Seven years ago, Javier Grillo-Marxuach got drunk with his fellow writer-producer Jose Molina and made a list of “made a list of all the sociopathic abusers [they’d] worked for, and a list of the good ones. One list was was significantly longer than the other.”
While he didn’t specify which of his TV jobs he was referring to — though “Lost” comes to mind thanks to recently surfaced accounts about its “toxic” writers room — Grillo-Marxuach spoke on ATX Festival’s Beyond the Page panel about how resources and mentorship for younger writers began dwindling when the industry shifted to a streaming model.
One of the major responsibilities a writer has aside writing scripts is to make sure those scripts retain their integrity throughout the production process. For any number of practical reasons, a scene that works on the page doesn’t always translate in front of the cameras, and it used to be universally acknowledged that TV writers were there to provide on-the-fly guidance about how to make adjustments that stay true to showrunner’s vision. But these days, writers are much more rarely paid to come to set at all.
“On streaming shows, you spend six months in a row writing scripts, and then everybody gets tolf to eff off,” Grillo-Marxuach said. “The only person leftover is the showrunner and maybe whoever the least expensive writer was on the staff. Then production begins, and you have to figure out what to actually do.”
“I had a job during the lockdown. It was a streaming show, and they wrote their season. Then the writers were told to eff off, and they did, and then [the studio] gave notes. And one of the notes was, “Can you please remove this subplot that is one-fourth to one-third of the season?’ The writers had all moved on to other jobs, so they called me like, ‘Can you spend time with the showrunner like fixing this?’”
Grillo-Marxuach describes the experience of working while completely divorced from production as “writing in a vacuum,” which both hurts the quality of a show and makes it difficult for junior-level writers to gain the experience necessary to rise the ranks and become showrunners themselves. Referencing the ongoing Writers Guild of America strike and arguing that on-set experience is paramount to the TV process, rather than a privilege, Grillo-Marxuach said, “The future of television is that Netflix is going to figure out that they have to make television. If we don’t go back to a model where we are doing it because that is the structure of it, then we have to bake it into the contracts, and they have to pony up to have the writers on set. To keep us as employees of the show for the duration of the writing and the production of the show. That’s what we’re striking for.”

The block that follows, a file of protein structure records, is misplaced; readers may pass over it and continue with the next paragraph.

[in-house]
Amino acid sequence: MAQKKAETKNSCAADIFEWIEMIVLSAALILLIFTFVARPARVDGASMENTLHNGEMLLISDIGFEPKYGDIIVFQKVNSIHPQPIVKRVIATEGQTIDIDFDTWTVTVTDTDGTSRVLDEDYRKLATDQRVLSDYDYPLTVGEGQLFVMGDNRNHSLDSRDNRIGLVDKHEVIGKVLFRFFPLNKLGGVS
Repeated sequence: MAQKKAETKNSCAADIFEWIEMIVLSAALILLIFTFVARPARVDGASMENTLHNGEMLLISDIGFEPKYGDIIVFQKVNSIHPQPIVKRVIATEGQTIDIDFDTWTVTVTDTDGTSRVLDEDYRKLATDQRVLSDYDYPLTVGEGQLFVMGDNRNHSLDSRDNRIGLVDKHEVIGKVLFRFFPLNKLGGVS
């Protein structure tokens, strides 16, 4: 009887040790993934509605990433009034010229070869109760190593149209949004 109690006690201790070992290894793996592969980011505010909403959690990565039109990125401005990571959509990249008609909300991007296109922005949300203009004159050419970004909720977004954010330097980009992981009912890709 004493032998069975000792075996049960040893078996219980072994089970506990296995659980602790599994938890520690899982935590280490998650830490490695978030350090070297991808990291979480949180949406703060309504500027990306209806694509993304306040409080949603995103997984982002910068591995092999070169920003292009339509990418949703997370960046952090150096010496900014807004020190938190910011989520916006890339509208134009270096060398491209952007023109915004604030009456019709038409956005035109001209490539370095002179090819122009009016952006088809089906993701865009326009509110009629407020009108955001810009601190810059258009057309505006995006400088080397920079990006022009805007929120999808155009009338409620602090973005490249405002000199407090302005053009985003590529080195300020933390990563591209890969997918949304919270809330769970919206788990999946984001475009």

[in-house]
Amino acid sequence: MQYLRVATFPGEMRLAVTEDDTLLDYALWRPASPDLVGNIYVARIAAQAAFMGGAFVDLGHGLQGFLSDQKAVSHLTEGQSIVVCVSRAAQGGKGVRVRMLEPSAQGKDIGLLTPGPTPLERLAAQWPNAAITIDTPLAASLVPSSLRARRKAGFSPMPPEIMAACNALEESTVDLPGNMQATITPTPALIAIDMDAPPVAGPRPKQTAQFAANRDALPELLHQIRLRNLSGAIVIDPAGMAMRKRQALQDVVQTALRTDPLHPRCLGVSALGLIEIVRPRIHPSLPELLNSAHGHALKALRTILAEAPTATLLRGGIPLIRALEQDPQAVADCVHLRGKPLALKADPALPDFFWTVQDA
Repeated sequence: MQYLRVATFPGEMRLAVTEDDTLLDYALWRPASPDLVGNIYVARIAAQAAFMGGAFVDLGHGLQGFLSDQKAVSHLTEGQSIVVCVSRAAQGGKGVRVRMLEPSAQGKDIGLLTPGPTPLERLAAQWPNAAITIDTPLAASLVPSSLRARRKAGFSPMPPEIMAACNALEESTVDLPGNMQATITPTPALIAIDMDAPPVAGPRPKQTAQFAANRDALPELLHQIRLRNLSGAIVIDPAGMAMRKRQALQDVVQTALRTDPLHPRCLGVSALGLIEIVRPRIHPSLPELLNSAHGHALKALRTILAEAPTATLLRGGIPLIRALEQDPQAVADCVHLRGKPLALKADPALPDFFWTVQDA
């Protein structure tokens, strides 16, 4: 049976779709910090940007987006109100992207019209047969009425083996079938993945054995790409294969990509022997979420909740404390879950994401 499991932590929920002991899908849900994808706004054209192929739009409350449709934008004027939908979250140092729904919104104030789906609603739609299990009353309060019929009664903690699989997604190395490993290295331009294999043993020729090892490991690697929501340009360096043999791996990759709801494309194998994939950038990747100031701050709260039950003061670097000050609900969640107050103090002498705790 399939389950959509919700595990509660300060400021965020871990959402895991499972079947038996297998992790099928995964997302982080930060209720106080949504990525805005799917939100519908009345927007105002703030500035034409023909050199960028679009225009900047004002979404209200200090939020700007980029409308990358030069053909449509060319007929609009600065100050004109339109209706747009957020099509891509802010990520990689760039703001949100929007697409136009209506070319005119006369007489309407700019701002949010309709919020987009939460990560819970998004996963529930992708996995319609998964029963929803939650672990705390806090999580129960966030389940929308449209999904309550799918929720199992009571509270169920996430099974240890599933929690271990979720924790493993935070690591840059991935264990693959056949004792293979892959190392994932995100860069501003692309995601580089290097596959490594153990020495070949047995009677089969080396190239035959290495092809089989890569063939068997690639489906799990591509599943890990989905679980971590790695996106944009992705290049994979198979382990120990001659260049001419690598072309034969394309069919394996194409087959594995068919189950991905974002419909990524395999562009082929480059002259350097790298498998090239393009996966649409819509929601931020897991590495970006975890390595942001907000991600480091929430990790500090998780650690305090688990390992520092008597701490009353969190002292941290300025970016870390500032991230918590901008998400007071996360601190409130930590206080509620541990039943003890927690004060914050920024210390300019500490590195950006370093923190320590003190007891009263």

On another panel, titled Artificial Intelligence and Us, he discussed another sticking point of the WGA negotiations: AI and how it may end up being used to write film and television. Rather than arguing that AI should be completely banned from the creative process, he posited that there are perhaps ethical uses of AI that could benefit writers and studios alike.
“We can be afraid of this technology, or we can embrace the fact of the matter: It’s moving at the speed of capitalism. The speed of light has nothing on the speed of capitalism,” he said. “It’s compiling things and it’s putting them together in ways that may seem uncanny. The fact of the matter is AI is going to write. So we need to teach people how to use the technology to enable us to make better choices — not to make choices for us. AI can help us find sources of information we didn’t know existed, but it is only as good as who is feeding it what.”
Before going on strike, the WGA made proposals that would limit economic harm to writers due to to the use of AI because, Grillo-Marxuach puts it, “Our immediate nightmare scenario is: Somebody’s gonna get AI to write crappy script, and then they’re going to make me rewrite it into a good script for less money.” The studios, collectively negotiating as the AMPTP, rejected the proposal and instead offered to hold annual meetings to discuss advancements in the technology.
At the panel, Grillo-Marxuach said, “They have a plan. If they’re talking about only having meetings now, that means they’re having meetings. They know what they’re going to do with it. We need to get to that. We need to grab those tools and say, ‘Hey, look. Here’s what I can do with it.’ Instead of the studios telling us, ‘Here’s what we think you should be doing.’”